Croup is a highly contagious viral infection of the larynx, windpipe, and bronchial tubes. As these important airways narrow from inflammation and mucus buildup, the affected child finds it difficult to breathe. Since the larynx, or voice box, is affected, the cough caused by croup has a forced, barking sound that has been compared to the barking of a seal.

The condition, which strikes boys more than girls, usually occurs in children between the ages of three months and five years. Croup usually lasts for five or six days.

Signs and Symptoms

  • A loud, barking cough in a child
  • Labored breathing, especially when inhaling
  • Hoarseness
  • Wheezing or whistling sound while breathing
  • Mucus in the airways
  • Cold symptoms

Conventional Medical Treatment

Following a doctor's diagnosis, most cases of croup can be treated at home with measures similar to those used to treat the common cold. Keeping the environment warm and humid (with a humidifier or vaporizer) is important to make the child comfortable and to loosen phlegm that is trapped in the airways. During an attack of croup, it can help to sit with a child in a bathroom with the door closed and run the shower at full blast with very hot water to create a "roomsized" vaporizer. Drinking large amounts of clear, warm liquids-such as sodium-free broths, warmed fruit juice, and herbal teas-is another way to keep phlegm loose.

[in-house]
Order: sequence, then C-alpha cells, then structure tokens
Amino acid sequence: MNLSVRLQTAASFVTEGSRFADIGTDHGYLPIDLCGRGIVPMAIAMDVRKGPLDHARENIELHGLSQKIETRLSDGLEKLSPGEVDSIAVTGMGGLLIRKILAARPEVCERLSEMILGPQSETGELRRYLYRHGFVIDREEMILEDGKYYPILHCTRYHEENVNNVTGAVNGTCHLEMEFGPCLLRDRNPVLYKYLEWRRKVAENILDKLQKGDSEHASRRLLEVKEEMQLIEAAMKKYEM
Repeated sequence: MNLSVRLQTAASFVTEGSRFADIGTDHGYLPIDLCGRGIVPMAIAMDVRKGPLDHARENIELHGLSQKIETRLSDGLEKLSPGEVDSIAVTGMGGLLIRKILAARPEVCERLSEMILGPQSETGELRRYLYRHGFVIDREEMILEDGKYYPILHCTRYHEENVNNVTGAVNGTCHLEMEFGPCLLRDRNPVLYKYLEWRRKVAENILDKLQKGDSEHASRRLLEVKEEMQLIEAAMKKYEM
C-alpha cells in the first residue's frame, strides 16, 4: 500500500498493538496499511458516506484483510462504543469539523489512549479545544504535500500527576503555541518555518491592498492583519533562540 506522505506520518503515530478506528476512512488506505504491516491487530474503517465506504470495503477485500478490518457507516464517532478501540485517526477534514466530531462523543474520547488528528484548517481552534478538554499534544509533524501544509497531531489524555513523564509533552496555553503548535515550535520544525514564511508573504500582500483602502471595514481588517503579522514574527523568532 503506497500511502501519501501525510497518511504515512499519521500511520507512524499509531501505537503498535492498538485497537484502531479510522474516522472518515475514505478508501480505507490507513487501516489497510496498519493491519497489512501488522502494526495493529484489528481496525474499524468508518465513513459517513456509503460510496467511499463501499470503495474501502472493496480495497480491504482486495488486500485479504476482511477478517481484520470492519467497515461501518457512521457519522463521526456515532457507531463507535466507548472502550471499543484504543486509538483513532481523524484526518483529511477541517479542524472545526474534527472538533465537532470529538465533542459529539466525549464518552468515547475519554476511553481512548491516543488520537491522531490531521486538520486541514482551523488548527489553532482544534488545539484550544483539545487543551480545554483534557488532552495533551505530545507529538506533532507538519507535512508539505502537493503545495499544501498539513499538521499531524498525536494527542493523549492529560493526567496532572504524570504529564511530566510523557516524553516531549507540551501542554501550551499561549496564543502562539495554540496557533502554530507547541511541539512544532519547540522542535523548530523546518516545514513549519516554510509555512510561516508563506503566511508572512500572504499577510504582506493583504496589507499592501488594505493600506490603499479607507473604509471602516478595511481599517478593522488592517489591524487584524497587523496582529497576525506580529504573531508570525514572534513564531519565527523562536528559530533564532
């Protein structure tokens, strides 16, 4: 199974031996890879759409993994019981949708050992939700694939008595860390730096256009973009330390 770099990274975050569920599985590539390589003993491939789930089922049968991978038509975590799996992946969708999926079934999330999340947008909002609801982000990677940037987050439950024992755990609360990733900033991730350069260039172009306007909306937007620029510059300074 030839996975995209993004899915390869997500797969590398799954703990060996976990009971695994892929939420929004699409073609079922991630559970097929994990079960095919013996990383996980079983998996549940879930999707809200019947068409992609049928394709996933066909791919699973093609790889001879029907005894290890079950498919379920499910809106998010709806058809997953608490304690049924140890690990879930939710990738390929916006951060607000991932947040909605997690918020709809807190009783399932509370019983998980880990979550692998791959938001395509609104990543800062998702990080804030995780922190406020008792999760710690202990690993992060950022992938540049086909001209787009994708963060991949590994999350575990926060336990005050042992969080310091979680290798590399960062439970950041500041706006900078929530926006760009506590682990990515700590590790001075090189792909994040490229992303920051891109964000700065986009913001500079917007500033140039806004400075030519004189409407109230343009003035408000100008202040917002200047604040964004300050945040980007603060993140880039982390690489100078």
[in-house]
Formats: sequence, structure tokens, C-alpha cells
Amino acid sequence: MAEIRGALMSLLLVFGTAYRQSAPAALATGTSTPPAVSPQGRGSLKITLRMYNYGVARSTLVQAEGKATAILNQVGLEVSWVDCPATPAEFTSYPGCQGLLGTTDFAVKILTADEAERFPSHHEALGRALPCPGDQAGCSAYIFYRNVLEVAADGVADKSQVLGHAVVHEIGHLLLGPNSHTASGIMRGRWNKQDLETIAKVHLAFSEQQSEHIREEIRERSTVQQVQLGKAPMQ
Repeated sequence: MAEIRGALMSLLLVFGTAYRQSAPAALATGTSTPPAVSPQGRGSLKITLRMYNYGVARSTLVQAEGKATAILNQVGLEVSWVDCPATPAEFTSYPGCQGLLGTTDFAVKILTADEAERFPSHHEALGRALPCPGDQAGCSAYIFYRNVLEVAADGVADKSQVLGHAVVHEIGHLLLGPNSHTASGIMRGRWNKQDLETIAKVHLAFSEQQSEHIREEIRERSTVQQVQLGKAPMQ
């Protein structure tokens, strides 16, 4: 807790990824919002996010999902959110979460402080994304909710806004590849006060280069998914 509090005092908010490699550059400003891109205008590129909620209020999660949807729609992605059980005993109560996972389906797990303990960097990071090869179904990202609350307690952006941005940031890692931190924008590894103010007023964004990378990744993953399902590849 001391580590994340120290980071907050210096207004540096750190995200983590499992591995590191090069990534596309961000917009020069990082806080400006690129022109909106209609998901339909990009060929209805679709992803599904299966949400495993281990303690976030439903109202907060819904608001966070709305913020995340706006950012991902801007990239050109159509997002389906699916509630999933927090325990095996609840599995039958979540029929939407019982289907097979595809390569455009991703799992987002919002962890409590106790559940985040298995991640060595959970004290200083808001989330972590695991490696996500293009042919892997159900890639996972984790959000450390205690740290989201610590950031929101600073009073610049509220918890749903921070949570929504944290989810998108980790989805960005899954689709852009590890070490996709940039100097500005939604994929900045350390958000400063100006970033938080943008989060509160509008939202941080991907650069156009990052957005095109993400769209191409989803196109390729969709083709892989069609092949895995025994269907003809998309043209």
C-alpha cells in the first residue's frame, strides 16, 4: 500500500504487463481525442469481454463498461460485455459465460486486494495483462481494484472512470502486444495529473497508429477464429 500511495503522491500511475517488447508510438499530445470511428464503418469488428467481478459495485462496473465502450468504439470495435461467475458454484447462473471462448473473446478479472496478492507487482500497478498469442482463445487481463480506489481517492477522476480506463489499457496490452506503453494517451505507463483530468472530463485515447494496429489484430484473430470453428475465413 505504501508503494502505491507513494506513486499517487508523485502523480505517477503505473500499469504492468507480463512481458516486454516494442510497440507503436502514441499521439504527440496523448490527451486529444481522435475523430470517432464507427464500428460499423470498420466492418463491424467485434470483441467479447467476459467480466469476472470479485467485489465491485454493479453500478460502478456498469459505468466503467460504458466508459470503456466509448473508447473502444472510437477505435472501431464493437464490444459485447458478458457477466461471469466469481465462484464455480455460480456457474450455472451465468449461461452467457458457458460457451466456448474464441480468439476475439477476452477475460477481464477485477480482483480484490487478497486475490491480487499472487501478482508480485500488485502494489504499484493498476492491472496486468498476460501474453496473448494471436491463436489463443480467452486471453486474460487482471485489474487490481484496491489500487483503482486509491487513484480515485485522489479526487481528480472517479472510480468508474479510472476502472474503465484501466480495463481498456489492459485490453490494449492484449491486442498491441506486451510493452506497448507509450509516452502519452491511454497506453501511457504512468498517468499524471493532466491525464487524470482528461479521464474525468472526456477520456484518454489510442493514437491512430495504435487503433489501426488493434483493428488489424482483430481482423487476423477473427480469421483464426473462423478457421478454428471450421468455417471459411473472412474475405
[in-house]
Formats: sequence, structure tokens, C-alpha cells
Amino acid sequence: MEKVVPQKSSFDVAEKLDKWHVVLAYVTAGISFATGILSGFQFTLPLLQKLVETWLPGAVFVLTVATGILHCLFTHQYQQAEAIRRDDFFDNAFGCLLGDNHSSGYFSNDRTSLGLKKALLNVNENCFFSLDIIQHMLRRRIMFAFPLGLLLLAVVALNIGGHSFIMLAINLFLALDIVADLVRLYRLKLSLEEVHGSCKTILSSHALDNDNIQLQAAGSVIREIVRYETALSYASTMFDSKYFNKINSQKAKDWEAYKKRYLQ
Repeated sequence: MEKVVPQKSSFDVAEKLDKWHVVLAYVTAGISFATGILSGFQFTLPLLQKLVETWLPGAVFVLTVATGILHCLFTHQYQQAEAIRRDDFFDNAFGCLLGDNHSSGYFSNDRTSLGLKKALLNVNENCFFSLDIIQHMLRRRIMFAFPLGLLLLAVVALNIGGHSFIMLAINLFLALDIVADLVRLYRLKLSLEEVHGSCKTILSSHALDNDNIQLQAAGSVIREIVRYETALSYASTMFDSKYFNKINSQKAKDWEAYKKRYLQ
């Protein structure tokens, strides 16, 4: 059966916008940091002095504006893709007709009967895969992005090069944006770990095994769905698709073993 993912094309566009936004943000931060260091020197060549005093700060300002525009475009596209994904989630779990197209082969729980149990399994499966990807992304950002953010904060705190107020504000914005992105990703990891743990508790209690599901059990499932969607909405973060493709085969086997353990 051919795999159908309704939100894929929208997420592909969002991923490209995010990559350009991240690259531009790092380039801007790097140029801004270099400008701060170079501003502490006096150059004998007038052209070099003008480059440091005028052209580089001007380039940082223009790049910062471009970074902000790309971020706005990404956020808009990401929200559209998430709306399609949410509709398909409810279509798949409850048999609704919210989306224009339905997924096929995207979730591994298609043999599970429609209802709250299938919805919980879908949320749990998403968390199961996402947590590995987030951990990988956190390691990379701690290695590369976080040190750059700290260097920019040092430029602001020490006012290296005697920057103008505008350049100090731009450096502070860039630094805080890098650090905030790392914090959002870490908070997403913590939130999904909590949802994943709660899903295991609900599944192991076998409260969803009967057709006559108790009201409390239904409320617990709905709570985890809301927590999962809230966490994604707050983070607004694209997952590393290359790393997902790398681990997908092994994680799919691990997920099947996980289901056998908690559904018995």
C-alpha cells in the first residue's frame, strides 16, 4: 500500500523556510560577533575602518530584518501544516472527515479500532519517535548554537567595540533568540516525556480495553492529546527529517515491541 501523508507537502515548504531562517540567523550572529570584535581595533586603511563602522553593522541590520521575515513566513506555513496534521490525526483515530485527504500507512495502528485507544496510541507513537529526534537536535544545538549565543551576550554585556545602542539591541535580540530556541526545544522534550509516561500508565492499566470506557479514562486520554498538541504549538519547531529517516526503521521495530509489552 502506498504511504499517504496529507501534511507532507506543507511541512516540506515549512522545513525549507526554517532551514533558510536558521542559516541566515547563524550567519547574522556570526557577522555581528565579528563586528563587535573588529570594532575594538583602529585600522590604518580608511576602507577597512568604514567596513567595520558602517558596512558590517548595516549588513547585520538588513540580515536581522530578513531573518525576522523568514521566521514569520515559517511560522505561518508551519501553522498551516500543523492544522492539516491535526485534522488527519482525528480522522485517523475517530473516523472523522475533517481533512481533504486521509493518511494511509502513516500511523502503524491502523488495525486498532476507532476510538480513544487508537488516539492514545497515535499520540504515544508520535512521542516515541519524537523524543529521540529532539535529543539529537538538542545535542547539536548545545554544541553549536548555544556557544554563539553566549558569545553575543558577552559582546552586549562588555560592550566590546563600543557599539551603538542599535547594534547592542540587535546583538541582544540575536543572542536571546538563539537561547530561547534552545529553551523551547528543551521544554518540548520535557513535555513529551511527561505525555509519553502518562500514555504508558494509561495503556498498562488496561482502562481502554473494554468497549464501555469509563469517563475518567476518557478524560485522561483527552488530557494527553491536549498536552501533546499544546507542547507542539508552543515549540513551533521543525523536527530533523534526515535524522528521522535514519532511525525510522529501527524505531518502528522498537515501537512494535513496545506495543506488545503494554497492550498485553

For someone suffering from croup, sitting is usually a more comfortable position than laying down, and breathing is easier when the child is calm rather than agitated or crying. As with any respiratory ailment, children with croup must be protected from strong chemical fumes, cigarette smoke, and exhaust.

If your child's croup hasn't disappeared in six days, or if he is drooling, has difficulty swallowing or bending his neck forward, exhibits a high-pitched squeak when inhaling, has bluish-colored lips, or has a heart rate that exceeds 160 beats per minute, contact your doctor or go to a hospital emergency room immediately.

Complementary and Alternative Treatments

Nutrition and Supplementation

Warm chicken broth simmered with garlic, thyme, and oregano can help soothe the throat and fight infection. Help thin mucus by drinking plenty of fluids, especially herbal teas and steam-distilled water.

Nutritionists recommend the following supplements for treating croup (talk to your health practitioner about specific dosages):

  • vitamin C (dosage varies according to age of child)-boosts the immune system
  • zinc and vitamin C lozenges (dosage varies according to age of child)-promotes immune function
  • vitamin A (2000 IU)-heals mucous membranes
  • vitamin E (dosage varies according to age of child)-oxygenates cells
  • N-acetyl cysteine (200 mg)-aids in breaking down mucous

(Use supplements until symptoms subside. If symptoms persist, seek the advice of your healthcare provider.)


Croup may respond to homeopathic treatment. However, the selection of a remedy-more than one is available depends on your child's symptoms and the stage of the condition. Don't try treating this disorder yourself. Seek advice from a homeopathic professional.

Consult your doctor if the cough worsens or your child appears to have trouble breathing.

Traditional Chinese Medicine

Acupuncture Acupuncture can be used to open any blockages in the lung meridians and quiet coughing spasms. The practitioner works on acupoints relating to the lungs and associated organs, such as the heart, the bronchial tubes, and the adrenal glands. Acupuncture can also help calm an anxious child and promote sleep.

Acupressure Although acupressure cannot cure croup, pressing on the Lung 5 acupoint (located near the right elbow) can help control coughing spasms.

Chinese Herbal Therapy Herbal cough medicines are available that may help soothe a crouprelated cough.

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